Counterfeit medicines more profitable than heroin

October 23, 2009
Stephanie Sutton

Stephanie Sutton was an assistant editor at Pharmaceutical Technology Europe.

Pharmaceutical Technology Europe

The European Fine Chemicals Group (EFCG) gave an update of some of its activities at a press conference held at CPhI Worldwide (Spain) last week, and revealed some disturbing facts regarding counterfeit APIs, which the group is particularly concerned about.

The European Fine Chemicals Group (EFCG) gave an update of some of its activities at a press conference held at CPhI Worldwide (Spain) last week, and revealed some disturbing facts regarding counterfeit APIs, which the group is particularly concerned about. According to the press conference, an estimated 20–30% of off-patent medicines in EU pharmacies are falsified at API level.

Guy Villax, a member of the EFCG Board and CEO of Hovione (Portugal), explained that: "Falsified medicines is a business more profitable than heroin, and in most countries it is not legislated as a crime."

In investigating this, Villax found that in many countries, including Canada and most of the EU, counterfeit medicine crimes are only addressed in the context of trademark and patent infringements and, according to Villax, are "not considered a more serious crime than a fake designer t-shirt". Although France, Germany and the US consider counterfeit medicines a serious crime, their laws are not specific in addressing medicines made with falsified APIs — the only country that does this is the Philippines.

So what can be done to ensure that we are protected? Villax explained that three bills have been proposed: a directive of the European Parliament, a drug convention of the Council of Europe and, in the US, the Drug Safety Bill. In particular, Villax noted that the fact that regulators and agencies are beginning to talk to each other is a positive development as it has led to more consistent definitions across the various bills. He said: "In the EU, a falsified medicinal product is being falsified in relation to its identity, as well as its history or source, and may include substandard or falsified ingredients or excipients. We are starting to have the right kind of law in place to address not the companies with weak compliance, because they are doing their best and are still not there yet, but the people who use wrong compliance as a business strategy. These are the people we want to get out of the market."

However, although these bills may go some way to improving the situation, Villax added that they are by no means perfect. In particular, he talked about part of the European Directive that the EFCG thinks is not going to work. Villax said: "Europe is taking a view that 'we don't need to inspect everyone. If other countries have equivalent systems of enforcement requirements we'll live with that. We'll recognize those standards'." This is what is called the list based on evaluation by the EU.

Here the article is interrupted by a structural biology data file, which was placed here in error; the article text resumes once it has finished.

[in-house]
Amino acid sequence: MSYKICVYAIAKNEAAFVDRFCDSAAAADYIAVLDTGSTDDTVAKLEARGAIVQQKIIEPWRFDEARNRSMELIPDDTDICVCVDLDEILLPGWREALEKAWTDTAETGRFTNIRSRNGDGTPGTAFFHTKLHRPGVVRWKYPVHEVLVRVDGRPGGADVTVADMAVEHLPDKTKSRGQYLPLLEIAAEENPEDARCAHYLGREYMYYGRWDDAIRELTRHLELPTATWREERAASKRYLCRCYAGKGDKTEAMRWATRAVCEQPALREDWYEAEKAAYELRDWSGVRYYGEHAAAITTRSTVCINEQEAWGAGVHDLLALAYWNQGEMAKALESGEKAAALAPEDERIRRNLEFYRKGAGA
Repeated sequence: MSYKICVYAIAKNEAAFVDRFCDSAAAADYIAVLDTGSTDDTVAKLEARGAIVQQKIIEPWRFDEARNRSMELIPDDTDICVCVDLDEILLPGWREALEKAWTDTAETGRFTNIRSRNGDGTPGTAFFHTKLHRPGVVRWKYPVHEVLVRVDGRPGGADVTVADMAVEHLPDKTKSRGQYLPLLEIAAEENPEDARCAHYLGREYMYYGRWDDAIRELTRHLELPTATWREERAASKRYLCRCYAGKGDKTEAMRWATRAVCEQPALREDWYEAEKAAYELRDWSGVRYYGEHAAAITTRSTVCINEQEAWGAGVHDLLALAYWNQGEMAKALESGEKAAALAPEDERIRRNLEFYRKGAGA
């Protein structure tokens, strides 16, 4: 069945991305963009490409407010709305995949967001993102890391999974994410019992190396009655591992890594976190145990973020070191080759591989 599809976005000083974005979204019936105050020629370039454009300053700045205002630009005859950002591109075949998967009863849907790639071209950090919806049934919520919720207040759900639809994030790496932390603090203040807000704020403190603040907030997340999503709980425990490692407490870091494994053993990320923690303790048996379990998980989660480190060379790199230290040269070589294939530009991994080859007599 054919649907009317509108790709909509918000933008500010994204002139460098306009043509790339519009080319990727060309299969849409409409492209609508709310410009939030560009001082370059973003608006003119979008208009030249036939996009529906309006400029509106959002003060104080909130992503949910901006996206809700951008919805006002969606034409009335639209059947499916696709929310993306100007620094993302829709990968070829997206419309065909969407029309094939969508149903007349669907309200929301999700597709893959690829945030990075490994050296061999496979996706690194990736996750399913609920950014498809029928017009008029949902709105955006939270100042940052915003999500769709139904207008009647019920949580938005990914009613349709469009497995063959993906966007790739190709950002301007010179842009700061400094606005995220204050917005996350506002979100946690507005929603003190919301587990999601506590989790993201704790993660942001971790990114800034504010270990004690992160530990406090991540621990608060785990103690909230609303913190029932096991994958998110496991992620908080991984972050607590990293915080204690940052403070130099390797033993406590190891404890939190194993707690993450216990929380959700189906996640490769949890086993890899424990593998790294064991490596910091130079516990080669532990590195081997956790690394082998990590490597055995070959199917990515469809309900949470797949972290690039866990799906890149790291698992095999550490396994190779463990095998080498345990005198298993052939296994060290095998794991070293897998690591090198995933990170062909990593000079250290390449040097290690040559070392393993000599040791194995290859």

According to Villax, this may work for certain countries, such as Europe, the US and Japan, but may not be appropriate for all countries. "If for political reasons we have recognition of equivalent standards in areas that we think may be corrupt, we may start to look at these as trade barriers," said Villax.

The penalties need to be high

If the bills become law and are ratified nationally, Villax said there will be "major changes". "If the API is labelled with a different address to the true one, this will be a counterfeit crime. If anyone takes a certificate of analysis and changes the brand name or address or the expiry date, that is a counterfeit crime," said Villax. "The laws that are going to come into force will be pretty serious and involve putting people in jail," he said. "Finally we are starting to have legislation with sanctions that is in proportion with the kind of regulations out there designed to provide quality medicines."

Regulators are not the only ones taking action against counterfeiters; the pharma industry itself is also taking steps to improve the situation. "At Hovione, for instance, with our off-patent APIs, we've seen pharma companies auditing more frequently and also sharing audits," said Villax. "We've also seen more direct relationships between makers of APIs and users of APIs. There is a search for more transparency and less reliance on brokers and middlemen."

Villax also highlighted the Rx-360 consortium, which was developed by volunteers from the pharma and biotech industry, including suppliers, to improve the reliability and authenticity security of the pharma supply chain. Already approximately 70 companies are involved in the group. "The first step the companies involved in this consortium will do is to share their audit reports," said Villax. "If each of these companies conducted 20 audits in the last year then you're going to have approximately 1000 audit reports."

The companies will also contract audits to be performed and the resulting audit report will be shared. According to Villax, this will dramatically reduce the costs and frequency of audits. "But the quality of the data that quality assurance and purchasing will have available will increase enormously," he added.

RX-360 was launched in the US on 5 June 2009 and will be launched in the EU on 10 November. Villax believes that it could be particularly helpful for generics companies. He said: "This will not solve all their obligations in terms of supplier qualifications, but it will help them enormously to meet the requirements of the legislation."

http://efcg.cefic.orgwww.rx-360.org